Michael Lucas vs. Ann Coulter

Michael Lucas vs. Ann Coulter

COMMENTARY: It's time for Ann Coulter to come out of the closet. Her right-wing followers would never know it, but she thinks gay people are just great.

Or so she says...

I was among those in attendance when she spoke over the weekend at a fund-raiser for GOProud, a fledgling organization of gay conservatives. She looked spectacular, gay assistant in tow, mingling with the crowd — many of them her friends — and delivering her signature witty and hilarious political jokes about liberals.

All was going smoothly until the Q&A after her speech, when I asked her whether she would start defending gay people when she goes on conservative talk shows like Glenn Beck's and speaks at other straight conservative events. She dodged the question, saying she doesn't tell many gay jokes to Christian conservatives. "Out of sweetness they don't laugh at the gay jokes," she said, "because they feel like they're being mean, so I've been saving them up for this audience."

I pointed out to her that this is simply not true. I've seen plenty of YouTube clips where conservatives laugh their asses off at her jokes mocking gay people.

As you'll see in the exchange we had, I never got the answers I was looking for, and she decided to stop the Q&A after my question.

Disappointed about not getting a response on Sunday, I asked GOProud chairman Chris Barron to forward her an e-mail. Read it on the following page.

MICHAEL LUCAS ANN COULTER X390 (COURTESY) | ADVOCATE.COM

Dear Ms. Coulter:

You are telling us that you love gay people, that you appreciate our talents and creativity, that you are happy and excited when we move into your neighborhoods, and that you have many gay friends. But your base is still filled with homophobic people. Most conservatives (including George W. Bush) think that homosexuality is a choice. I am sure you know that this is not true, that we are born gay, and we can't change our sexual orientation. However, lots of Americans who listen to you do not understand this.

I believe if more conservatives understood that homosexuality is not a choice, they'd be less inclined to judge us, spew hate toward us, and oppose our civil rights. They'd stop sending their sons and daughters to "reparative" therapy and finally put an end to the rhetoric that contributes to the high suicide rate among gay teenagers. You have real power to explain this to people.

And this is not about just talking to some "conservative Christian groups," as you told us at Homocon. Why won't you take a brave, on-the-record stand on conservative TV and radio shows — from Fox News to the many other media outlets where you're a frequent guest? Will you take a public stand supporting gay people as deserving, if not marriage, then (at the very least) civil partnerships and an end to "don't ask, don't tell"? Would you also tell them that there's no reason to try to change a son or daughter who's gay, because you believe there's nothing wrong with being gay?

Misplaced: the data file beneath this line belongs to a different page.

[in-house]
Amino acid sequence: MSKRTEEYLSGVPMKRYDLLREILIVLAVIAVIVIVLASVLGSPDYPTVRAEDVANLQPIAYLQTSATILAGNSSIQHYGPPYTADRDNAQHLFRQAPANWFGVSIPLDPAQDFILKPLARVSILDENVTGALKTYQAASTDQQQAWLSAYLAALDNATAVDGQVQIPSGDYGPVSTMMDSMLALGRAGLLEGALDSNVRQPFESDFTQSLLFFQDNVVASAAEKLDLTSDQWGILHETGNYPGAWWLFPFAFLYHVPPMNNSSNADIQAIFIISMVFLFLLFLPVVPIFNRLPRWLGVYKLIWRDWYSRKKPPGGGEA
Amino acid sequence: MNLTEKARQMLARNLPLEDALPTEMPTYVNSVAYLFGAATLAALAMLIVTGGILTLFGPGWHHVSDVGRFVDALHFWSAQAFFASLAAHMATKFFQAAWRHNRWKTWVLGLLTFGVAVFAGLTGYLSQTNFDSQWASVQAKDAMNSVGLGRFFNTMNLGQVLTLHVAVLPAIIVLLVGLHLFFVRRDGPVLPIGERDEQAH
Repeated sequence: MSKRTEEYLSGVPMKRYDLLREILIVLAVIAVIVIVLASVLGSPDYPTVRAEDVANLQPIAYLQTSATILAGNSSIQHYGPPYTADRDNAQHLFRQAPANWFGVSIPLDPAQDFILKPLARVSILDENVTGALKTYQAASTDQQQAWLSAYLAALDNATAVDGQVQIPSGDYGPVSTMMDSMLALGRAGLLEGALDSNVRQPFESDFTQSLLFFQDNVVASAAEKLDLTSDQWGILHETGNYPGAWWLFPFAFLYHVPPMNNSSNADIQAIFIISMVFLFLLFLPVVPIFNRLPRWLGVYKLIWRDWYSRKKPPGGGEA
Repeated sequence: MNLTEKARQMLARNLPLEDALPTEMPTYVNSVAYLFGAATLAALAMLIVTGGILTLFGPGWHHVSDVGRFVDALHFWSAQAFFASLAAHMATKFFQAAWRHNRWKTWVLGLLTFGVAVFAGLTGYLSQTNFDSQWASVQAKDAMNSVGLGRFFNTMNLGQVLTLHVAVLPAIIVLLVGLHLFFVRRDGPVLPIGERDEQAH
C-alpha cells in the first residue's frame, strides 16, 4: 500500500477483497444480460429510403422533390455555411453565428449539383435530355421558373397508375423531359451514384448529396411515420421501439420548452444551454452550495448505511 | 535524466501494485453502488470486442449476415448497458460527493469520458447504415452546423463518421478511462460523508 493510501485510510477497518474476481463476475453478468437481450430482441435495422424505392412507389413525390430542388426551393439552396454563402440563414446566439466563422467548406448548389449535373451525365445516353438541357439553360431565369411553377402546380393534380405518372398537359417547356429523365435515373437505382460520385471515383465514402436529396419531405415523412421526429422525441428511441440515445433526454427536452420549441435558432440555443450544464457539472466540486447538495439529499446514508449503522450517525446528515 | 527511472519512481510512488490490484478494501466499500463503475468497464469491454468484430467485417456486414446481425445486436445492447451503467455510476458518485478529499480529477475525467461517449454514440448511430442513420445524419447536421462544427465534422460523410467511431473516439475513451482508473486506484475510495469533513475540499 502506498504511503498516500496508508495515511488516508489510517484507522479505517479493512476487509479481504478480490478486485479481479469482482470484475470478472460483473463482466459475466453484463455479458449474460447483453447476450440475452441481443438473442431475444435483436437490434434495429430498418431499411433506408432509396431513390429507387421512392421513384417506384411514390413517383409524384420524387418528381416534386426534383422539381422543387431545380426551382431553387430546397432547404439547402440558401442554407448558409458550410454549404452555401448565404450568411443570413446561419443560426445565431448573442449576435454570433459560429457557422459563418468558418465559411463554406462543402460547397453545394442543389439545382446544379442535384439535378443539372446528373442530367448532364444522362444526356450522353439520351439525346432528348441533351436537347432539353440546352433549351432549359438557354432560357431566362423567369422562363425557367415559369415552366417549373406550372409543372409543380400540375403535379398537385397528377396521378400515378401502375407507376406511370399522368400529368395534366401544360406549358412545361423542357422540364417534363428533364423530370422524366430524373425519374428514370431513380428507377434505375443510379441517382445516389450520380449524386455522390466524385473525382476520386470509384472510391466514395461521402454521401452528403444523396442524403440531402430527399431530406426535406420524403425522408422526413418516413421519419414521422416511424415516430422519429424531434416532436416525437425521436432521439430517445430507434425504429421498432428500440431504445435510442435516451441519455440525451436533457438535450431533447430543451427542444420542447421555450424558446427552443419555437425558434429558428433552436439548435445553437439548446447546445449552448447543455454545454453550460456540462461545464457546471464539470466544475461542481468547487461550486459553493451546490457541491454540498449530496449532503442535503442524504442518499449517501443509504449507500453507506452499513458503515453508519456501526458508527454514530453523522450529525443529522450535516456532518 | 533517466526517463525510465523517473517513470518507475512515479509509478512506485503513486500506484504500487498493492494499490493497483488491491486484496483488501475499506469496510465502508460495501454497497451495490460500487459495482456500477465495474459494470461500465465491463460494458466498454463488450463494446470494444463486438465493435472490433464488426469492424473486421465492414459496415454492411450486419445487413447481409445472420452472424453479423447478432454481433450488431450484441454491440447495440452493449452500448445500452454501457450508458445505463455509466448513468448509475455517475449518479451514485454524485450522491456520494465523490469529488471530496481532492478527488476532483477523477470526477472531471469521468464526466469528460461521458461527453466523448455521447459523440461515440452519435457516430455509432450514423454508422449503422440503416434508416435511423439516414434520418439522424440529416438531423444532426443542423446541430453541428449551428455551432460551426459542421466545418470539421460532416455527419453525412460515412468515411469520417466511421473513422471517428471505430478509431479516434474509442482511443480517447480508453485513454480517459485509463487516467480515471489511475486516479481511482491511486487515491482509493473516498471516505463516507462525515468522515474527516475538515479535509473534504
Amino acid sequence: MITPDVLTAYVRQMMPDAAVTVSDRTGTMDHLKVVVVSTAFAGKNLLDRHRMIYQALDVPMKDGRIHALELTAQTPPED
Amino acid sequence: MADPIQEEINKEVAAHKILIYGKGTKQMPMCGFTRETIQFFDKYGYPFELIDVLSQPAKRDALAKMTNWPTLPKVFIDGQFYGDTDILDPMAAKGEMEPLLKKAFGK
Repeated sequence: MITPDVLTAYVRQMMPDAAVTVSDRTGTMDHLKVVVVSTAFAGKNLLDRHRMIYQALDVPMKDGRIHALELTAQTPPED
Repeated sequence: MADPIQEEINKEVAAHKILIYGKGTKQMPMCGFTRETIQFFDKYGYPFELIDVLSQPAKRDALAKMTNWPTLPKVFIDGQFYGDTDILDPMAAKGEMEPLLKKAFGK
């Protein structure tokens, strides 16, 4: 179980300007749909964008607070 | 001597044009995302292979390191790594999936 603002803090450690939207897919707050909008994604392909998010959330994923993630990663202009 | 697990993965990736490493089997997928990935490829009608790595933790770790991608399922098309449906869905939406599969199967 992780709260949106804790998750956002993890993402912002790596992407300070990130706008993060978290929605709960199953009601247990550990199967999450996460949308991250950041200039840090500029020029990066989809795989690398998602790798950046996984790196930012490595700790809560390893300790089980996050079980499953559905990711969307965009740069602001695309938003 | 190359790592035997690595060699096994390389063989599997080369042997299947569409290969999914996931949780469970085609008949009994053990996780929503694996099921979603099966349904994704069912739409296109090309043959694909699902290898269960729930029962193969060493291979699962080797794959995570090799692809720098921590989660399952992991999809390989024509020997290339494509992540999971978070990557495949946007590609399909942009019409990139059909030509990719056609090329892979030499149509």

***

Coulter makes no bones about the fact that she opposes same-sex marriage. All right. Well, so do President Obama and Hillary Clinton. Granted, she expresses her viewpoint a bit differently: ''[Marriage] is not a civil right — you're not black.... Blacks must be looking at the [wealthy] gays saying, 'Why can’t we be oppressed like that?' ''

That's just how she is. She loves making her audience cringe and laugh uncomfortably. And I do admire her for her principled stand. She didn't weasel around this issue to ingratiate herself with her gay and lesbian audience. She stood firm on her point. I find this really admirable and worthy of respect. Even though we'll have to agree to disagree with her on this issue for now.

But if Coulter wants to be our friend, and I truly think she does, she should be as courageous and outspoken in her support of us with her straight, far-right followers as she is on any other issue she believes in. She should be honest with them and say that she loves gay people, and so should they.

As last week's vote on "don't ask, don't tell" proves, progress for gay people absolutely requires bringing some Republicans on board. Like it or not, it's reality, and it's also why it would be to our advantage to have a friend like Ann Coulter. But not if she just wants to be the sassy, fierce fag hag who brunches with her gays, only to later make jokes at our expense.

I applaud Ms. Coulter for coming to this event, despite the criticism from some conservative bloggers. It seemed that everyone, including her, had a great time. It's thanks to the leadership of GOProud's Chris Barron and Jimmy LaSalvia that our community is finally making these important inroads and advancing our cause where it matters most.

I just hope Coulter will answer my e-mail and use her response as an opportunity to come out publicly and definitively as a friend to gay people.

I'll keep you posted. 

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